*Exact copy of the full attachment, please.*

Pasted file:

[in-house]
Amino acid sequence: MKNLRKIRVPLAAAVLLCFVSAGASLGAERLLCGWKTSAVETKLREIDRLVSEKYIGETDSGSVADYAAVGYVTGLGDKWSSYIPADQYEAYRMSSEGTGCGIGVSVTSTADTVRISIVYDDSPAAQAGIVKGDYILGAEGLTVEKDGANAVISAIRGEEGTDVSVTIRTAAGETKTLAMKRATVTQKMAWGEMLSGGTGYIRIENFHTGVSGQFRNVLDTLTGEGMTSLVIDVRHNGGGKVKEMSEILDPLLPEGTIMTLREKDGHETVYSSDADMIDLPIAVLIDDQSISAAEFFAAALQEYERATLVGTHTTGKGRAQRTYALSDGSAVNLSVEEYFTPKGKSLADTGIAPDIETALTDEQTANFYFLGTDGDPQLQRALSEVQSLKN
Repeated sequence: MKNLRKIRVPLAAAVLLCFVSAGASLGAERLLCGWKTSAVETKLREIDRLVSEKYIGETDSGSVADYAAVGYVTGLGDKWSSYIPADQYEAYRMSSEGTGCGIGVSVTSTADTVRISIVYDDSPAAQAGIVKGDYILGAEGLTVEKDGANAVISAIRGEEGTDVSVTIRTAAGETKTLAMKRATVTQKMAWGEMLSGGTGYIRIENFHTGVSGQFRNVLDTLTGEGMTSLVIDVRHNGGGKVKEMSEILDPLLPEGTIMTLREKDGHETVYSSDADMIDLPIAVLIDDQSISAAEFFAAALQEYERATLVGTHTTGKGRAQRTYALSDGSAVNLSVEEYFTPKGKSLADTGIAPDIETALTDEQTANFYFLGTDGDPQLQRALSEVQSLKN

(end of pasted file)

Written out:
[in-house]
Amino acid sequence: MKNLRKIRVPLAAAVLLCFVSAGASLGAERLLCGWKTSAVETKLREIDRLVSEKYIGETDSGSVADYAAVGYVTGLGDKWSSYIPADQYEAYRMSSEGTGCGIGVSVTSTADTVRISIVYDDSPAAQAGIVKGDYILGAEGLTVEKDGANAVISAIRGEEGTDVSVTIRTAAGETKTLAMKRATVTQKMAWGEMLSGGTGYIRIENFHTGVSGQFRNVLDTLTGEGMTSLVIDVRHNGGGKVKEMSEILDPLLPEGTIMTLREKDGHETVYSSDADMIDLPIAVLIDDQSISAAEFFAAALQEYERATLVGTHTTGKGRAQRTYALSDGSAVNLSVEEYFTPKGKSLADTGIAPDIETALTDEQTANFYFLGTDGDPQLQRALSEVQSLKN
Repeated sequence: MKNLRKIRVPLAAAVLLCFVSAGASLGAERLLCGWKTSAVETKLREIDRLVSEKYIGETDSGSVADYAAVGYVTGLGDKWSSYIPADQYEAYRMSSEGTGCGIGVSVTSTADTVRISIVYDDSPAAQAGIVKGDYILGAEGLTVEKDGANAVISAIRGEEGTDVSVTIRTAAGETKTLAMKRATVTQKMAWGEMLSGGTGYIRIENFHTGVSGQFRNVLDTLTGEGMTSLVIDVRHNGGGKVKEMSEILDPLLPEGTIMTLREKDGHETVYSSDADMIDLPIAVLIDDQSISAAEFFAAALQEYERATLVGTHTTGKGRAQRTYALSDGSAVNLSVEEYFTPKGKSLADTGIAPDIETALTDEQTANFYFLGTDGDPQLQRALSEVQSLKN